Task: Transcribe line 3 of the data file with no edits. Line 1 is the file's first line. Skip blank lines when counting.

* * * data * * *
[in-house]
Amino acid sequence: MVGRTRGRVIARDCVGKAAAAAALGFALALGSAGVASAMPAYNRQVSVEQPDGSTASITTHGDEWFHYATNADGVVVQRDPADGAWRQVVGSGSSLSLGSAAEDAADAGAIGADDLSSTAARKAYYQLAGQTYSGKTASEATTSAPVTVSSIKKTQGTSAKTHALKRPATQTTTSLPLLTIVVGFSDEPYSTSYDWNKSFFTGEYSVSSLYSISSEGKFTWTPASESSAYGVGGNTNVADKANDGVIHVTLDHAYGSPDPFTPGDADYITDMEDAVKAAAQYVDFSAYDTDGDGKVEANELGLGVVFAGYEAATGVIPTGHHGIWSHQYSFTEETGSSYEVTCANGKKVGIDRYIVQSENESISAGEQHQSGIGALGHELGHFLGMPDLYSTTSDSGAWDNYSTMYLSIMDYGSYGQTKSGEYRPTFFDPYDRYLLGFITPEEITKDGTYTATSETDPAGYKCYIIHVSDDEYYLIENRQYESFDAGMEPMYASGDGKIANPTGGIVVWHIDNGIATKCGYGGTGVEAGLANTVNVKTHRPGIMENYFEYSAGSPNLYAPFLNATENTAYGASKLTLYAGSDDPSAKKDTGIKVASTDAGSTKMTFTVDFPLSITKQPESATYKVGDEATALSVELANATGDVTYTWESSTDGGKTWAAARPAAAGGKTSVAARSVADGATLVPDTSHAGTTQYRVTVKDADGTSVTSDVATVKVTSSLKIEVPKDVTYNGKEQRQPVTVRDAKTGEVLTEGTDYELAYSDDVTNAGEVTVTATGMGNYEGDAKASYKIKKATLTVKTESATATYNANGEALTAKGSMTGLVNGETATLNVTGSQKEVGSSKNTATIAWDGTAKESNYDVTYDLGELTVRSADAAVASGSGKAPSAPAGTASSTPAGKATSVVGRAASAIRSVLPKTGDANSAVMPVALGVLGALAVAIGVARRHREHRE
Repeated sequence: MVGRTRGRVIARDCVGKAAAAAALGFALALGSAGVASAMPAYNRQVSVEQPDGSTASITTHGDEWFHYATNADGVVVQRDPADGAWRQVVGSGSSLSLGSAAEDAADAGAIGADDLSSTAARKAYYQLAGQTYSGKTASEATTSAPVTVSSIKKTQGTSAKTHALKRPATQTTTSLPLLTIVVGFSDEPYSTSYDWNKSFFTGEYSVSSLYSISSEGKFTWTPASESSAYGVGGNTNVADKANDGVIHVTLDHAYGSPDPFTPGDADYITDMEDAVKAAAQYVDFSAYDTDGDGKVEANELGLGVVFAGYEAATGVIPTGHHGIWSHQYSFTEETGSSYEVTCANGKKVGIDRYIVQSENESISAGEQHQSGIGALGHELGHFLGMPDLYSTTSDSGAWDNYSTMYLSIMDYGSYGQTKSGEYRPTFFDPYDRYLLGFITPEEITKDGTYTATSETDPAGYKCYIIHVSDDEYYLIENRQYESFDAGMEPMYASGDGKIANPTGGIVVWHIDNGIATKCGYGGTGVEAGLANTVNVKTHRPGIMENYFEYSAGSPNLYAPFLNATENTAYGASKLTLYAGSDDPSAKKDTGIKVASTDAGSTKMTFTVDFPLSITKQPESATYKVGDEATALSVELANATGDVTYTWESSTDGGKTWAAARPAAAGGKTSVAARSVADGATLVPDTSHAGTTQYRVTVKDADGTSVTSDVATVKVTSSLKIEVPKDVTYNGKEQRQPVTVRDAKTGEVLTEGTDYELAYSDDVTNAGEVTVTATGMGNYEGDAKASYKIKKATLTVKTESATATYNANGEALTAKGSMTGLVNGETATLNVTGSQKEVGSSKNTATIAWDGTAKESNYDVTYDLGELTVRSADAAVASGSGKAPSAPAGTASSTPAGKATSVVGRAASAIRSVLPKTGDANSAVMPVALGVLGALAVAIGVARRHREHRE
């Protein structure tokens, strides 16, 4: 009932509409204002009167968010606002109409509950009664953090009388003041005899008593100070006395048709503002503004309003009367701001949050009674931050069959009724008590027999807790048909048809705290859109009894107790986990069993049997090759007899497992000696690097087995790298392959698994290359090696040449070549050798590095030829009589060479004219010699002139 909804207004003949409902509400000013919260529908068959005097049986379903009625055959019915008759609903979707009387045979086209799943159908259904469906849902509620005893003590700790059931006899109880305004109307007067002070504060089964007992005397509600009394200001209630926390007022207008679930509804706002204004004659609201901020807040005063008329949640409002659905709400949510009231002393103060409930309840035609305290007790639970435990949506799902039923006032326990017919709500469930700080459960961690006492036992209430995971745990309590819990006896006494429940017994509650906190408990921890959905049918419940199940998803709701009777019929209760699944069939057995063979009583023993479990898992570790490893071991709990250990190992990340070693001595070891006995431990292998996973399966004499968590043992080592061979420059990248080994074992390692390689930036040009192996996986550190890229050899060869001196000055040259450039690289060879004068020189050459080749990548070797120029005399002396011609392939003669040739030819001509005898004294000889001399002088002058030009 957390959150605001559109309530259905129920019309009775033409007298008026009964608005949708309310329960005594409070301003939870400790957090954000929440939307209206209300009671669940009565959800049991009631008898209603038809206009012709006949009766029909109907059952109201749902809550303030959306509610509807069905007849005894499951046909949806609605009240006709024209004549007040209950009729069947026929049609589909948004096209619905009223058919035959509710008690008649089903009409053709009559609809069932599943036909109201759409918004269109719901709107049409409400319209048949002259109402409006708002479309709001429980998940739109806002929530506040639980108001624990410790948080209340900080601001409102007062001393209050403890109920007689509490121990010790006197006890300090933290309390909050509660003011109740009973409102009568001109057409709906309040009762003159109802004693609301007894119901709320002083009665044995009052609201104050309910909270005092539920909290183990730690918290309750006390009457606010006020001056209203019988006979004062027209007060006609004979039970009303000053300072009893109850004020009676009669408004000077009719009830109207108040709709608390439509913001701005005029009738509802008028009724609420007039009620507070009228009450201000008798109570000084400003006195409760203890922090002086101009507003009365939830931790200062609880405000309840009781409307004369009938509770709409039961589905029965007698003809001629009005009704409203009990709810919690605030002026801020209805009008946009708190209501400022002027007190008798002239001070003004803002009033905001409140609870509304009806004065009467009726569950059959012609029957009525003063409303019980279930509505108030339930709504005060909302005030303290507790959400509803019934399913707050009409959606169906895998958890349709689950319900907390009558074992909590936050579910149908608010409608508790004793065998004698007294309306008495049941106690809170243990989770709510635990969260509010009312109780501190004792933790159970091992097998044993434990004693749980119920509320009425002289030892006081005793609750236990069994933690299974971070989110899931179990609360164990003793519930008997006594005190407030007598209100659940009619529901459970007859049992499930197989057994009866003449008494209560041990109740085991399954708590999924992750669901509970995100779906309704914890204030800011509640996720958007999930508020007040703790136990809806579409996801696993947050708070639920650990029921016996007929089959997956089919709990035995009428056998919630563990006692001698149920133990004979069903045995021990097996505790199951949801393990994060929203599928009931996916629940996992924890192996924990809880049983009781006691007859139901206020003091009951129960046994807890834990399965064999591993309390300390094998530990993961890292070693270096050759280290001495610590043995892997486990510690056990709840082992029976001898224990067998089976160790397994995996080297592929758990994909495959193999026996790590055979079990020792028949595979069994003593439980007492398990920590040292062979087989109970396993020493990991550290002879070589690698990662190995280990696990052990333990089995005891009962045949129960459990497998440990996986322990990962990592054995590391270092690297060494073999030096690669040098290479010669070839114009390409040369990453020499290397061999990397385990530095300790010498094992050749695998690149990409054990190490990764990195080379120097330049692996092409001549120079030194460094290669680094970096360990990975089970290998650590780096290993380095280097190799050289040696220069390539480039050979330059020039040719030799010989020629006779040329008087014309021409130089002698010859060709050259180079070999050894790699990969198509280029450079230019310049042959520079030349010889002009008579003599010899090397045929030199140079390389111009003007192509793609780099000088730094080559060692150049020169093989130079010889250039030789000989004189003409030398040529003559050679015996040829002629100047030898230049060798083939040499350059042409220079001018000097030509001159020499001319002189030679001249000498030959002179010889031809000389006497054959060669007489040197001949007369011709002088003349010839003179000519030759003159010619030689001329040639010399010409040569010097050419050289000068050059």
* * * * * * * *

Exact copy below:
Repeated sequence: MVGRTRGRVIARDCVGKAAAAAALGFALALGSAGVASAMPAYNRQVSVEQPDGSTASITTHGDEWFHYATNADGVVVQRDPADGAWRQVVGSGSSLSLGSAAEDAADAGAIGADDLSSTAARKAYYQLAGQTYSGKTASEATTSAPVTVSSIKKTQGTSAKTHALKRPATQTTTSLPLLTIVVGFSDEPYSTSYDWNKSFFTGEYSVSSLYSISSEGKFTWTPASESSAYGVGGNTNVADKANDGVIHVTLDHAYGSPDPFTPGDADYITDMEDAVKAAAQYVDFSAYDTDGDGKVEANELGLGVVFAGYEAATGVIPTGHHGIWSHQYSFTEETGSSYEVTCANGKKVGIDRYIVQSENESISAGEQHQSGIGALGHELGHFLGMPDLYSTTSDSGAWDNYSTMYLSIMDYGSYGQTKSGEYRPTFFDPYDRYLLGFITPEEITKDGTYTATSETDPAGYKCYIIHVSDDEYYLIENRQYESFDAGMEPMYASGDGKIANPTGGIVVWHIDNGIATKCGYGGTGVEAGLANTVNVKTHRPGIMENYFEYSAGSPNLYAPFLNATENTAYGASKLTLYAGSDDPSAKKDTGIKVASTDAGSTKMTFTVDFPLSITKQPESATYKVGDEATALSVELANATGDVTYTWESSTDGGKTWAAARPAAAGGKTSVAARSVADGATLVPDTSHAGTTQYRVTVKDADGTSVTSDVATVKVTSSLKIEVPKDVTYNGKEQRQPVTVRDAKTGEVLTEGTDYELAYSDDVTNAGEVTVTATGMGNYEGDAKASYKIKKATLTVKTESATATYNANGEALTAKGSMTGLVNGETATLNVTGSQKEVGSSKNTATIAWDGTAKESNYDVTYDLGELTVRSADAAVASGSGKAPSAPAGTASSTPAGKATSVVGRAASAIRSVLPKTGDANSAVMPVALGVLGALAVAIGVARRHREHRE